There’s nothing like having your nose in a good book
The conductive power of metals has been exploited for generations
Avoiding the inevitable risks of practical science could have unwanted effects over time
Investigating the dusty depths of the London Underground
Alan Turing once looked to chemistry to suggest how patterns form
Faking flakes whatever the weather
Early experiments were a tricky business without basic apparatus
Can chemists uncover who invented the wheel?
Despite chemists’ best efforts, there is still nothing quite like leather
Noteworthy unions between science and music
Fizzy drinks were an instant hit, but could their tongue-tingling success be captured in solid form?
Finding a recipe for road-friendly rubber
Could the Shroud of Turin’s mysterious negative imprints have a chemical cause?
Even successful reactions can lead to washing up woes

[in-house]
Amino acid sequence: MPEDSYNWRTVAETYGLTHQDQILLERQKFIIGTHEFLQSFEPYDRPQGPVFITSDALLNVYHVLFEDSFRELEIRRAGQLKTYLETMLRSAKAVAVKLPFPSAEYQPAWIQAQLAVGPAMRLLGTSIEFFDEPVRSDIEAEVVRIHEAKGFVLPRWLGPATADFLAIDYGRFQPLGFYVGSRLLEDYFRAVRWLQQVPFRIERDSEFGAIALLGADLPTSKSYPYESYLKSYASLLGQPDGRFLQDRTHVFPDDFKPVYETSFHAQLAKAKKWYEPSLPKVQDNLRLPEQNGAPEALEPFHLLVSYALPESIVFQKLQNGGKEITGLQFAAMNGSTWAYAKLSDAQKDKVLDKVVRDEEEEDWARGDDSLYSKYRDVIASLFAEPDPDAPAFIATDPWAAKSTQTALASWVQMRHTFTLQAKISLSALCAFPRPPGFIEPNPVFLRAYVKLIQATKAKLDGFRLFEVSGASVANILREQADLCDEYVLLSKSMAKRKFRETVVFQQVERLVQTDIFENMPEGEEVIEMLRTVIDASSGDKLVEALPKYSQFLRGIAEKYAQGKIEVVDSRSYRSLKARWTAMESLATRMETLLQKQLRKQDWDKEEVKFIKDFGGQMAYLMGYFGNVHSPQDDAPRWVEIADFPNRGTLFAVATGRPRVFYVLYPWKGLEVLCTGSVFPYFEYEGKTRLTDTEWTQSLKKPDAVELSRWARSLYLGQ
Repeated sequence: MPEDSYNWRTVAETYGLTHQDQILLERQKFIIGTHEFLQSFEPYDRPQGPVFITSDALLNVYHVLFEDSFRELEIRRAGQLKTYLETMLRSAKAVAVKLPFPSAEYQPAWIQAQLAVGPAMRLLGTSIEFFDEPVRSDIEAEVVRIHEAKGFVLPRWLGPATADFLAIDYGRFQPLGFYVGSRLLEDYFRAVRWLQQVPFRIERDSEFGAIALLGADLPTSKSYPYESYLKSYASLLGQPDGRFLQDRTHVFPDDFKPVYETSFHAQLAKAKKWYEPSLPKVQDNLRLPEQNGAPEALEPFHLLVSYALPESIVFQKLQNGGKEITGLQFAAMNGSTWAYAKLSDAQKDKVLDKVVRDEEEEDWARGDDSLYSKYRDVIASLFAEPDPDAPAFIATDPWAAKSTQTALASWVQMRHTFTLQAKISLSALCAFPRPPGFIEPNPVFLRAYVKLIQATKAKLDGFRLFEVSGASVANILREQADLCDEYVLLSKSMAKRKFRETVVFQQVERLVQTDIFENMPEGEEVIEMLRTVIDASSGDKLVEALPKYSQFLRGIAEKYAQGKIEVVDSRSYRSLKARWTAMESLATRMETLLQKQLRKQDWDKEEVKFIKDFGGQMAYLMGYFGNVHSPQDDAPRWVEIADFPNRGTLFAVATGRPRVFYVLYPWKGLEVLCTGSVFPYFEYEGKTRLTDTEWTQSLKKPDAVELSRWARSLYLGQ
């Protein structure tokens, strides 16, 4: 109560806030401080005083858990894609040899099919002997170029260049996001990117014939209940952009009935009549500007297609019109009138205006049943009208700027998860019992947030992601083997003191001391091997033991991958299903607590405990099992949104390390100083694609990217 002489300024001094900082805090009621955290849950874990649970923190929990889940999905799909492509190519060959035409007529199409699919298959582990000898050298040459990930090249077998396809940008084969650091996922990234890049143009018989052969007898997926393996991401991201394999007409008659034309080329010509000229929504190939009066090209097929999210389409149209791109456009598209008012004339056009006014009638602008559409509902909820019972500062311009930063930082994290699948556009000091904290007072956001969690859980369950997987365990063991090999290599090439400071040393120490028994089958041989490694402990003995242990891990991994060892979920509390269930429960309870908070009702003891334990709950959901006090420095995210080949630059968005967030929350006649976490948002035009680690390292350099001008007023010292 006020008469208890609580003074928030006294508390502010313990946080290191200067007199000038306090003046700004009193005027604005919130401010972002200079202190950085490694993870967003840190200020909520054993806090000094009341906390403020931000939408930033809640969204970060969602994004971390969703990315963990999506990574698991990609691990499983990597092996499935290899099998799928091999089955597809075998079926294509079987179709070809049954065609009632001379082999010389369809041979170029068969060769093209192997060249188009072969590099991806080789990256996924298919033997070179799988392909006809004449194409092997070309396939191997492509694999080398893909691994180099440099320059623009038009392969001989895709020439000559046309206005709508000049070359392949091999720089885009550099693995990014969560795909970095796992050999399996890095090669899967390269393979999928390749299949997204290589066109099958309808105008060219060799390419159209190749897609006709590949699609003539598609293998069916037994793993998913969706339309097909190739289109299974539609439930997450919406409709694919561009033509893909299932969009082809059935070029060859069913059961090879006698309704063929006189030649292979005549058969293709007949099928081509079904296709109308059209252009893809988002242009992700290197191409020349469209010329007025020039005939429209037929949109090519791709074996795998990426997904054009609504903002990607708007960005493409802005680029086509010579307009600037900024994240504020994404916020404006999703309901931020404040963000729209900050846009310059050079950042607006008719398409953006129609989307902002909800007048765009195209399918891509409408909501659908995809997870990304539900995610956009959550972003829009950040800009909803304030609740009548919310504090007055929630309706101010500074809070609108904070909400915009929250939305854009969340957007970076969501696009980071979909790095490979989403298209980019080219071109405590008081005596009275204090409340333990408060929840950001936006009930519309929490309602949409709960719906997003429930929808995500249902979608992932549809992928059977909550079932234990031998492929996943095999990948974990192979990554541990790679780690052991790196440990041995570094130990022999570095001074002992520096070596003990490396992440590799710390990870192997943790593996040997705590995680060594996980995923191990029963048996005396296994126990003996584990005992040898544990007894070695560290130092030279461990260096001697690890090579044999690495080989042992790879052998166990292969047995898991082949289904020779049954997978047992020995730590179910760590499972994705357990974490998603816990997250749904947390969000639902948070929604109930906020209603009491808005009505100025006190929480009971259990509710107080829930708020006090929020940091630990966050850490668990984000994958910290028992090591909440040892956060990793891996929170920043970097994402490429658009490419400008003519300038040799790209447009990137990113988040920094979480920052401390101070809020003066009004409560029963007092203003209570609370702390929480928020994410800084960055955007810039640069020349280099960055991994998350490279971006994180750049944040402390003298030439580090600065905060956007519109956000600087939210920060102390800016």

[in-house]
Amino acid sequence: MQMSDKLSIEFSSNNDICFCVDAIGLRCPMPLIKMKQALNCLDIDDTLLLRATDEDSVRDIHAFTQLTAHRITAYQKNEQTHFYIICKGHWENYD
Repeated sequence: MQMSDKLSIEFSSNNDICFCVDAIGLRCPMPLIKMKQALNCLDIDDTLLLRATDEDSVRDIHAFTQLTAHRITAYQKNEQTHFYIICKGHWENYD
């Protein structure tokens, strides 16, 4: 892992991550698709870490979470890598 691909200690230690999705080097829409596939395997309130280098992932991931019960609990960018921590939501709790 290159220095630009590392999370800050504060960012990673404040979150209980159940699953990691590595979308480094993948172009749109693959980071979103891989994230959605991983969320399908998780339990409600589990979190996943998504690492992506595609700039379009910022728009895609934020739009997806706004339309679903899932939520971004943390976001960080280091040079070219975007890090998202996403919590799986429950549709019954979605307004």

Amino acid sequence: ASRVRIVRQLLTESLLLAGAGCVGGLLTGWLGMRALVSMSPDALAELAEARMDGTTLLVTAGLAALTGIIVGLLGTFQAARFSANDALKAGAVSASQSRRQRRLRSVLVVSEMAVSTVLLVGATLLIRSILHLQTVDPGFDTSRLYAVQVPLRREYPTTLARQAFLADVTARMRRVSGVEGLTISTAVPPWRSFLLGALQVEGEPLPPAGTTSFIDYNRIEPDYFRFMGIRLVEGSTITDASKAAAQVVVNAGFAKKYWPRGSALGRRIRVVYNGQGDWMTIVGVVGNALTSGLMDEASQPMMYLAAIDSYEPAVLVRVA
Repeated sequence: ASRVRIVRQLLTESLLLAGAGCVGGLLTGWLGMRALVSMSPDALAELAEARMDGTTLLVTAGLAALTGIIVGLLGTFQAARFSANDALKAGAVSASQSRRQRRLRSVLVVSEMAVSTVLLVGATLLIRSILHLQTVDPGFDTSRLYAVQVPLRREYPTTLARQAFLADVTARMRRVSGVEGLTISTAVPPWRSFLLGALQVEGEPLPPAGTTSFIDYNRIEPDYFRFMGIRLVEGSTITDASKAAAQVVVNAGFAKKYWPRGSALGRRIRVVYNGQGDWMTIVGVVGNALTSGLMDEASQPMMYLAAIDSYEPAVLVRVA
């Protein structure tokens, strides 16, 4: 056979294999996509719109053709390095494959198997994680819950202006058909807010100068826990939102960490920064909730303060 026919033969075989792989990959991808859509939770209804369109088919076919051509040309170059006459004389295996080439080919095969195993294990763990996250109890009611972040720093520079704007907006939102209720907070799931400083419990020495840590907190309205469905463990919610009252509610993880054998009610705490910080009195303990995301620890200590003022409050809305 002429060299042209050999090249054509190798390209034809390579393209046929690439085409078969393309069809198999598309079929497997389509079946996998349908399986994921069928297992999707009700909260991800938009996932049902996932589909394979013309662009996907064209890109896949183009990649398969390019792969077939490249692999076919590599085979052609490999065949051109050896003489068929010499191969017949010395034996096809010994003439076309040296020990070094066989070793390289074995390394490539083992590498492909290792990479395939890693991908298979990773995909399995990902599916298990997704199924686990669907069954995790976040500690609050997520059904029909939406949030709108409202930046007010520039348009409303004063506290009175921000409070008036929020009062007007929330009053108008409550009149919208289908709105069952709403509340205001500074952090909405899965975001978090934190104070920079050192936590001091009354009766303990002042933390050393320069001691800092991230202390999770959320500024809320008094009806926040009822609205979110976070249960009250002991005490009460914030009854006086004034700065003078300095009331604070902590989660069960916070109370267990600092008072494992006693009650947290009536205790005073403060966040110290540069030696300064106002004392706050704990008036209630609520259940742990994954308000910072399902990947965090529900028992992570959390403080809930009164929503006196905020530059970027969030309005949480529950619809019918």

Can research have real impacts on international development?
Nascent substances have unique properties, and some age faster than others
Sometimes the simplest question can be the hardest to answer
Combustive chemistry to light up the holiday season
Metal coatings can be useful for protection – or disguise
Avoiding a golden syrup disaster at 30,000 feet
Coping with our dwindling supplies of a gas that disappears into space
Finding a formula for the perfect brew
Today’s researchers owe much to the chemists of civilisations past
How Marie Curie’s desire to share her science for the common good priced her out of the game
Spontaneous combustion still leaves chemists scratching their heads